Preempting Hard Drive Failure with S.M.A.R.T.
Almost every modern hard drive comes with a feature that can help your staff preempt many device failures. Self-Monitoring, Analysis and Reporting Technology, or S.M.A.R.T. is a handy tool for keeping an eye on hard drive health in both data center and terminal environments. S.M.A.R.T. collects data to observe the performance of the motors, disk platters, read/write heads, and other device electronics. The HDD uses that information to compare against performance degradation trends that indicate imminent device failure.
What Dead Drives Mean to You
A failed hard drive is at minimum an inconvenience and at worst a catastrophe in both data center servers and individual computers. HDDs don’t necessarily stop working entirely when they fail, but often start to experience performance problems that indicate hardware failure is in the cards. This means an end-user trying to recall data from a bad disk sector may have to wait several minutes instead of seconds to get the same work done. In a worst case scenario, a failed HDD means losing all the data stored on it.
The Metrics That Matter
Experts are often critical about the S.M.A.R.T. concept because it tracks a lot of data that isn’t necessarily relevant to detecting HDD failure, a handful of the tracked metrics actually are deterioration red flags. According to Google’s study “Failure Trends in a Large Disk Population,” S.M.A.R.T. systems that check for scan errors, probational counts, reallocation counts, and offline reallocation counts are accurate impending failure detecting metrics. Additionally, reported uncorrectable errors, command timeouts, the current pending sector count, and the uncorrectable sector count also provide insight into potential device failure.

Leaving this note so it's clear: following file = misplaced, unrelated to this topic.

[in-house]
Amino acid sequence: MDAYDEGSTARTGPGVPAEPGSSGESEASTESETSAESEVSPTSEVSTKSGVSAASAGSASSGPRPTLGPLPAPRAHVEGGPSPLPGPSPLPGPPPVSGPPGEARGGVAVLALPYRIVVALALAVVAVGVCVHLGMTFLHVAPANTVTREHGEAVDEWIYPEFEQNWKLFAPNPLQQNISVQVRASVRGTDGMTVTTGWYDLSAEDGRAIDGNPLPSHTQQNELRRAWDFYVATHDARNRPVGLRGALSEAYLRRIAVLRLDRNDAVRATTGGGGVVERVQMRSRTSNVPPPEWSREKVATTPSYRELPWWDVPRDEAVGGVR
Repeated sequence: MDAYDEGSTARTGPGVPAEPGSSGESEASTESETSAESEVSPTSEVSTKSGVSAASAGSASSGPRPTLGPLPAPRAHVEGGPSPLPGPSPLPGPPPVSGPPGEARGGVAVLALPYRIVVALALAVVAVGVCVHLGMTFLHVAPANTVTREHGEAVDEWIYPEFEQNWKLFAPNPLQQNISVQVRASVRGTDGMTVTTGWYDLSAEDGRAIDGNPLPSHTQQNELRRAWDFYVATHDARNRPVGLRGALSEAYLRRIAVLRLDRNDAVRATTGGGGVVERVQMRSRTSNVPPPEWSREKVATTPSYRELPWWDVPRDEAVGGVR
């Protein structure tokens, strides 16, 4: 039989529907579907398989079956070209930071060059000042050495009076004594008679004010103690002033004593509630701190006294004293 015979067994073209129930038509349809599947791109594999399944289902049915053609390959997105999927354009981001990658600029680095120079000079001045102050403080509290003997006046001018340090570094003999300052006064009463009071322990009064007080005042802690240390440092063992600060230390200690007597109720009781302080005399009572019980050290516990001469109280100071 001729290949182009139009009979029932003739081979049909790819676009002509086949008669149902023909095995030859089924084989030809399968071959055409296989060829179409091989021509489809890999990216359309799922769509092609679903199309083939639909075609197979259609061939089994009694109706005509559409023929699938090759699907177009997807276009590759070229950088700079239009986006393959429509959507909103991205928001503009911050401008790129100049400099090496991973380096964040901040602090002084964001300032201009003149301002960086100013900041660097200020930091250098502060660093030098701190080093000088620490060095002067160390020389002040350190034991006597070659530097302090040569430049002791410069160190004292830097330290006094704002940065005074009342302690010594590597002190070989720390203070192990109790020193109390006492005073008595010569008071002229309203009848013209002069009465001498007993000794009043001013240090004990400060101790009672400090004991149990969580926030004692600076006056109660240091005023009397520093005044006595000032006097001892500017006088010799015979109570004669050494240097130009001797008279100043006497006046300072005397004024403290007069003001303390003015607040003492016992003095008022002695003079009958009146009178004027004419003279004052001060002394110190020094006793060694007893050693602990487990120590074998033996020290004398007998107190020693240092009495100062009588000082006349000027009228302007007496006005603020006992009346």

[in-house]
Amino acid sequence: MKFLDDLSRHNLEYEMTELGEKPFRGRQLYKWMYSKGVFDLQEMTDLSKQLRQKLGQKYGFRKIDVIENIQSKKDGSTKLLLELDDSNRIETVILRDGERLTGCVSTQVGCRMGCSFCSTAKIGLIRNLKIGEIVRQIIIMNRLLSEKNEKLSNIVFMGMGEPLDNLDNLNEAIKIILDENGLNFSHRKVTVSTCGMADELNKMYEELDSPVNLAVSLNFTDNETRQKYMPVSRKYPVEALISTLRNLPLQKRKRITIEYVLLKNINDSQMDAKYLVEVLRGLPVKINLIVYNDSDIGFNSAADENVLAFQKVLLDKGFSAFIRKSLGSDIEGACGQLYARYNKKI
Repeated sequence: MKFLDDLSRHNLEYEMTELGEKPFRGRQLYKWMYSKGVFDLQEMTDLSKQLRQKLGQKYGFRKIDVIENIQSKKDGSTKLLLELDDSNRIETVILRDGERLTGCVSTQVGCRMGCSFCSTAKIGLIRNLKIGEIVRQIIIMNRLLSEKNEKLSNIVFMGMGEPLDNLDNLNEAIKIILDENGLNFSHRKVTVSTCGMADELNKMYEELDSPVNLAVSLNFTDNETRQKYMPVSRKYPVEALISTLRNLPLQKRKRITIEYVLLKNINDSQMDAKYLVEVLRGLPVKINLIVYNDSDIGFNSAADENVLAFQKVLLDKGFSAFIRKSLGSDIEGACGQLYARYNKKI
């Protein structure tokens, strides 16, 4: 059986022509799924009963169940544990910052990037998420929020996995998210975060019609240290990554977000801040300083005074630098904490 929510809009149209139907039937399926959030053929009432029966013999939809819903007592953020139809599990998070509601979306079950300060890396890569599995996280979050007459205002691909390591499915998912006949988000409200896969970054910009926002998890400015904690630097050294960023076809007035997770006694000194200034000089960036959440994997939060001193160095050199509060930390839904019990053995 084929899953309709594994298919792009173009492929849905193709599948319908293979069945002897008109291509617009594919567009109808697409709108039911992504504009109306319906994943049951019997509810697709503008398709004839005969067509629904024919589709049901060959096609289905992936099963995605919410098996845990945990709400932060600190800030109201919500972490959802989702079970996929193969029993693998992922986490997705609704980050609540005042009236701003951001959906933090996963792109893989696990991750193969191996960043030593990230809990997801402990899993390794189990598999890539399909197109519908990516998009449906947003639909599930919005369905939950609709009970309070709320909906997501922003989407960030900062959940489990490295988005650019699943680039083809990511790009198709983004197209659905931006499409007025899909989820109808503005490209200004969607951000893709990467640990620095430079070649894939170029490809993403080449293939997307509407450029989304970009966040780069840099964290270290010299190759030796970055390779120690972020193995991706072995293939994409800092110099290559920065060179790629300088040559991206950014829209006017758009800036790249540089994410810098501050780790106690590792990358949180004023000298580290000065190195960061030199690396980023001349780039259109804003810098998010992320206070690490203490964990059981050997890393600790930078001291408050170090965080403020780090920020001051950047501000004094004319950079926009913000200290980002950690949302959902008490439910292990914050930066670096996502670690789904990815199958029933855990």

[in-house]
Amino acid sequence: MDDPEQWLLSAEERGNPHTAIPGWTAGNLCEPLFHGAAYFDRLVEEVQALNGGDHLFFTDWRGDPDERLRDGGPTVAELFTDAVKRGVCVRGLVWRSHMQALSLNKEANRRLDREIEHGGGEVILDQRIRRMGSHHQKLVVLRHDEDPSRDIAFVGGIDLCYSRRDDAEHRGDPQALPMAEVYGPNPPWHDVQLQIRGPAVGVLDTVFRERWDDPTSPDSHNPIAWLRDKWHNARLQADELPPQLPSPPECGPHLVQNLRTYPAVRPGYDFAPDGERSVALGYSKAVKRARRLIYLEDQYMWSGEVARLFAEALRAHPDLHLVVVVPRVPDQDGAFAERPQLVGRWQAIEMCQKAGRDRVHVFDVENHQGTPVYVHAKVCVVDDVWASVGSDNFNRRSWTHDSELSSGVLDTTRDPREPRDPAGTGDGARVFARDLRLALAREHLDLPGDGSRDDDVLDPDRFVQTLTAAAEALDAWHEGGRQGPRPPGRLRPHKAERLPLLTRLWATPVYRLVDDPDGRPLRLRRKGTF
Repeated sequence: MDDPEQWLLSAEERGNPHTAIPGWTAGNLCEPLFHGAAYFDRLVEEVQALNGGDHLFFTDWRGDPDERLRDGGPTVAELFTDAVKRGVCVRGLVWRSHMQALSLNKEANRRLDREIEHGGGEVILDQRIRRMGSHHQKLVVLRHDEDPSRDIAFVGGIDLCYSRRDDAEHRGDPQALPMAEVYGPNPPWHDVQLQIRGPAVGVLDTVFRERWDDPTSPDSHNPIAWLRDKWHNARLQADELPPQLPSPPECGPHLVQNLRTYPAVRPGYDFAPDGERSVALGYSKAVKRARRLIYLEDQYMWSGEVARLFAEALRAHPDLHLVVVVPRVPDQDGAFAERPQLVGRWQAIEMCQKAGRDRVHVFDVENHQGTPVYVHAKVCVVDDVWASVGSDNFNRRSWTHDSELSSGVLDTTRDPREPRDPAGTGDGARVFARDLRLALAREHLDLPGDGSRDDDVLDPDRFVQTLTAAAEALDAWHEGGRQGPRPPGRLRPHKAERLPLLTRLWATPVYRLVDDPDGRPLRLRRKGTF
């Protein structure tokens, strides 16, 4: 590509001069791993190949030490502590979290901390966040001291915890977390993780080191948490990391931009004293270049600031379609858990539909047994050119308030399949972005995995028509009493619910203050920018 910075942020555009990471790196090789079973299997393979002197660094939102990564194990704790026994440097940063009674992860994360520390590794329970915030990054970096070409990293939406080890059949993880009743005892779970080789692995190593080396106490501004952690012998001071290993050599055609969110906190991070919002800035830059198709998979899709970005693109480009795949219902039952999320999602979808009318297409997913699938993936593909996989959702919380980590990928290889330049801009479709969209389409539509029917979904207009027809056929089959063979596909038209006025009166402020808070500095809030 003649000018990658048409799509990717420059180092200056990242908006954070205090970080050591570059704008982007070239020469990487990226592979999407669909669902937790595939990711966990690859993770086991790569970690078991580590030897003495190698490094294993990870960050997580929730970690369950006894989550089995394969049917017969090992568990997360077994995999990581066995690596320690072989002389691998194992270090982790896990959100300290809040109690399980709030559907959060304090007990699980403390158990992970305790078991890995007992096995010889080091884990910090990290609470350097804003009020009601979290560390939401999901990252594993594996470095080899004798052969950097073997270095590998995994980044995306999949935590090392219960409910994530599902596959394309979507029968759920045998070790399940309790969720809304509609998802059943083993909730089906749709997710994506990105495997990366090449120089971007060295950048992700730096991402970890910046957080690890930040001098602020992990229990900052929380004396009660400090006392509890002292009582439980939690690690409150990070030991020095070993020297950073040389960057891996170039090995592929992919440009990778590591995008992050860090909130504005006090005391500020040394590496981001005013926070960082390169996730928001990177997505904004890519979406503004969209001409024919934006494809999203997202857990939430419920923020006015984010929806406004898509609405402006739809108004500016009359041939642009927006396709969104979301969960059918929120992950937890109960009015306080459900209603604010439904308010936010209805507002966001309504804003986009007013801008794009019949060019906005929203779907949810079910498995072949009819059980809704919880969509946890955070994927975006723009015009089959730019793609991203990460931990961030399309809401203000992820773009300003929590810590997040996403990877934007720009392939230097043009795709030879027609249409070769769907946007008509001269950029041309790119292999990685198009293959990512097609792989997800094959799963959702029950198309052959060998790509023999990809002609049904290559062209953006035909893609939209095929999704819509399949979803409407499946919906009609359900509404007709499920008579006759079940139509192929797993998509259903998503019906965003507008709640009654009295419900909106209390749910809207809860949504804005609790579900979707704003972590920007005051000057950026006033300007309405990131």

According to Backblaze, there is a strong correlation between uncorrected reads and HDD failure. Most drives spend the duration of their use time reporting zero uncorrected reads, so as soon as they start showing up it is an early indicator that the device is progressing towards failure. The more errors, the more likely failure is imminent.
However, HDD still fail without any tell-tale signs. The system works best to identify failing drives, not insurance to detect all cases. Critics point out that the tracked metrics vary between manufacturers. Despite inconsistent metrics used across different HDDs, the Google study did not find statistically significant changes in accuracy rates between manufactures.
Take Action When Warned
Both the operating system and BIOS can access S.M.A.R.T. data and may warn you automatically if there is a detected problem. You can view the S.M.A.R.T. diagnostic information with a range of desktop applications including the easy-to-use SpeedFan and CrystalDiskInfo monitoring tools. When you pull up the data, the program will display a range of tests that gauge the current performance and track the worst recorded performance to measure against the “Threshold” or failure limit designated by the manufacturer for the device. Getting a S.M.A.R.T. alert means it’s time to take immediate action. Backup the data on the drive and replace it as soon as possible. You may be able to save the data if you take it out of server use immediately, as continued use may destroy the drive, potentially costing your business even more time and money.
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